Background/purpose: The purpose of this study was to evaluate the evolving outcome of newborns who have congenital diaphragmatic hernia (CDH) using a protocolized approach to management, which includes extracorporeal membrane oxygenation (ECMO) and to present the details of such a management protocol.
Methods: A retrospective chart review was conducted of the neonatal outcome of near-term (>34 weeks' gestation) newborns with CDH all referred to the Royal Alexandra Hospital either before or after delivery. A protocol was developed that included antenatal assessment, the use of antenatal steroids, planned delivery, use of prophylactic surfactant, pressure limited gentle ventilation, permissive hypercarbia and hypoxia, and venovenous ECMO, if indicated.
Results: Sixty-five infants with CDH were treated from February 1989 through August 1996. Twenty-three infants were inborn, 20 of whom were antenatal referrals. Overall, 51 of the 65 infants survived (78%). Thirteen of the 23 inborn infants survived with conservative management, and 10 required ECMO, of whom, eight were long-term survivors. Thirty-eight infants required ECMO, and 26 survived (68%), whereas there were only two deaths among the 27 conservatively treated infants. Eighteen of 20 inborn infants with an antenatal diagnosis survived, compared with 13 of 21 (62%) outborn infants. An antenatal diagnosis before 25 weeks' gestation was associated with a 60% survival rate. Sixty-three percent of infants whose best postductal PaO2 value before ECMO was less than 100 torr survived, and 7 of 11 infants with a best postductal PaO2 value of less than 50 torr before ECMO survived (64%). The average age at surgery progressively increased over time both for infants who did not require ECMO (1.3 days to 5.8 days; P = .01) and for infants who received ECMO (1.9 days to 8.2 days; P = .016).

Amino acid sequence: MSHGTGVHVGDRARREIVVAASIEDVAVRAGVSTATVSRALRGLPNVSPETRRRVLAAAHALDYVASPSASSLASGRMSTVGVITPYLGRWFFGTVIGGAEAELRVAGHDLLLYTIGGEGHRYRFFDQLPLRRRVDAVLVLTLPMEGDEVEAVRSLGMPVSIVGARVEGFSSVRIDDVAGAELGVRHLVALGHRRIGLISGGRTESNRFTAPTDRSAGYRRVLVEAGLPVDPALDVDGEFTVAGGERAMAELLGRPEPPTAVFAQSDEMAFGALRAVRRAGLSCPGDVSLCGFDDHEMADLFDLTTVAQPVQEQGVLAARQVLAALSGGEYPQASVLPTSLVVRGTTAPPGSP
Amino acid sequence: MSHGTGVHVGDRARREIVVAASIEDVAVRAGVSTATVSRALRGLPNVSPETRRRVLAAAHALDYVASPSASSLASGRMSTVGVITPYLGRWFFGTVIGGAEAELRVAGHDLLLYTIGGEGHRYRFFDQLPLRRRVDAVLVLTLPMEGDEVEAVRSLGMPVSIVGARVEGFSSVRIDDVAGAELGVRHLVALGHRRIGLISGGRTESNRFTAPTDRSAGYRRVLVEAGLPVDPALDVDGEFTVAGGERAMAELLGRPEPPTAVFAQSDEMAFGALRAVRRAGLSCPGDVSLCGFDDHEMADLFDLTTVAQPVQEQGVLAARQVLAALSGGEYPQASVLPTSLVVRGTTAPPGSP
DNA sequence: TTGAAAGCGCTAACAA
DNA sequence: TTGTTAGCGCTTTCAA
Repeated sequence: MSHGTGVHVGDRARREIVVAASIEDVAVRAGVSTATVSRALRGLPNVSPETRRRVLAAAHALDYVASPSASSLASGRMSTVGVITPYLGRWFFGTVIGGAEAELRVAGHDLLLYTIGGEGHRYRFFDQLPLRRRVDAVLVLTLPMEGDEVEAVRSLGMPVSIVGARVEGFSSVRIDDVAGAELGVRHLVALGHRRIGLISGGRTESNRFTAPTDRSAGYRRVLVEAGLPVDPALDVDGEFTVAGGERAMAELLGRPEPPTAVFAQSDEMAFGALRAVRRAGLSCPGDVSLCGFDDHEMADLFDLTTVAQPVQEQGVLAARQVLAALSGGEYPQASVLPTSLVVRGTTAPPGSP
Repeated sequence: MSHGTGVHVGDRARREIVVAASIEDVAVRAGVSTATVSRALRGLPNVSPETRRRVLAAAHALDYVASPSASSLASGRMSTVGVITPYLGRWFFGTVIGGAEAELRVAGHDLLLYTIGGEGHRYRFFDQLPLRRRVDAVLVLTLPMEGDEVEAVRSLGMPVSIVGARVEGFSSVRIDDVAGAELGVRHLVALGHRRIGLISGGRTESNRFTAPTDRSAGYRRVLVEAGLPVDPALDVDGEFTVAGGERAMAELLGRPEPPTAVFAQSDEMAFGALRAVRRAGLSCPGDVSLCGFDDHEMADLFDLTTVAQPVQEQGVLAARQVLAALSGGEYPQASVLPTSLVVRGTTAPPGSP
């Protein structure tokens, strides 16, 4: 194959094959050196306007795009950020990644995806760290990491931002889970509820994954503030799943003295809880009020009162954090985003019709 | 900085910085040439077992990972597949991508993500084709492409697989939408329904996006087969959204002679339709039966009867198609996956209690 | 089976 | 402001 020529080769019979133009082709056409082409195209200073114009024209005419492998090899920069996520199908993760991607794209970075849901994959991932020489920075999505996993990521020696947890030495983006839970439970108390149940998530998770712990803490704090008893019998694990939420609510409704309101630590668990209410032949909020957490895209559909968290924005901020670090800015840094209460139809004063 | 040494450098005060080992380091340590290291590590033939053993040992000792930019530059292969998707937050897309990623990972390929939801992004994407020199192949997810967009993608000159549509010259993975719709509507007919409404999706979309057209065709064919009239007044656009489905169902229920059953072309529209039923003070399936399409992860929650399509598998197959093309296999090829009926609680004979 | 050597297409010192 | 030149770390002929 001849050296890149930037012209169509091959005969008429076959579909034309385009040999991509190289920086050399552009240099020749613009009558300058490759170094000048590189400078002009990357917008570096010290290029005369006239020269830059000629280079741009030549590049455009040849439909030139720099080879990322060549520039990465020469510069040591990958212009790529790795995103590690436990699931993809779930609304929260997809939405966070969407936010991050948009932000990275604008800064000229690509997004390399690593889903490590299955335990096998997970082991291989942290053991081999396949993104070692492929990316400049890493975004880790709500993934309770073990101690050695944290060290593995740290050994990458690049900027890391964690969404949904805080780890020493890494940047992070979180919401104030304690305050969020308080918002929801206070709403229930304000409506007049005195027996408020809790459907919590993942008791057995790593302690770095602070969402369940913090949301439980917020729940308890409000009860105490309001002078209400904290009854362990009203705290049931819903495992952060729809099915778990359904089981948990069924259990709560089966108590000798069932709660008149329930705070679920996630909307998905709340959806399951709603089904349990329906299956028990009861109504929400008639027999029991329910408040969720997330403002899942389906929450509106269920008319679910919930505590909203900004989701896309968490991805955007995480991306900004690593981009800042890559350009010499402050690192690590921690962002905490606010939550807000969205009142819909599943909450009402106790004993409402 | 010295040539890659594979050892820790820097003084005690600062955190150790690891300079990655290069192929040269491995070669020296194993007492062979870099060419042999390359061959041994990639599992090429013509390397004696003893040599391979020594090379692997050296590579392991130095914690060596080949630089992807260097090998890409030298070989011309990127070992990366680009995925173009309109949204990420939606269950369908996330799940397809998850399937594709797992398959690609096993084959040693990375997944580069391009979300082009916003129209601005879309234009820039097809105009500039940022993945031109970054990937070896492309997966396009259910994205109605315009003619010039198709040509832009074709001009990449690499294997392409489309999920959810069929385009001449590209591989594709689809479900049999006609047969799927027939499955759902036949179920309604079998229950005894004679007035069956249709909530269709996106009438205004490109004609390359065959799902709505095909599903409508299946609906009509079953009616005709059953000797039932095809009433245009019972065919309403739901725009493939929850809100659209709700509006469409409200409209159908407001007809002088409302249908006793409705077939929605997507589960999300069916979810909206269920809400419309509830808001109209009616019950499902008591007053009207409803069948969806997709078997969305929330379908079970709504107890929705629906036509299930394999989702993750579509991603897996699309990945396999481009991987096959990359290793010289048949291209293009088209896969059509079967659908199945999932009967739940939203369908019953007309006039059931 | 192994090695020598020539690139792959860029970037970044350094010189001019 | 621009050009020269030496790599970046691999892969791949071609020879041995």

Conclusions: The use of a protocolized management for infants with CDH has been associated with improving outcome in a population at high risk. The components (either separately or combined) of these protocolized approaches need to be tested in prospective trials to determine their true benefit. In addition, there is a need to evaluate prospectively the outcomes of infants with CDH born in ECMO centers compared with those infants born in other tertiary care neonatal units to determine the most appropriate management of the fetus with CDH.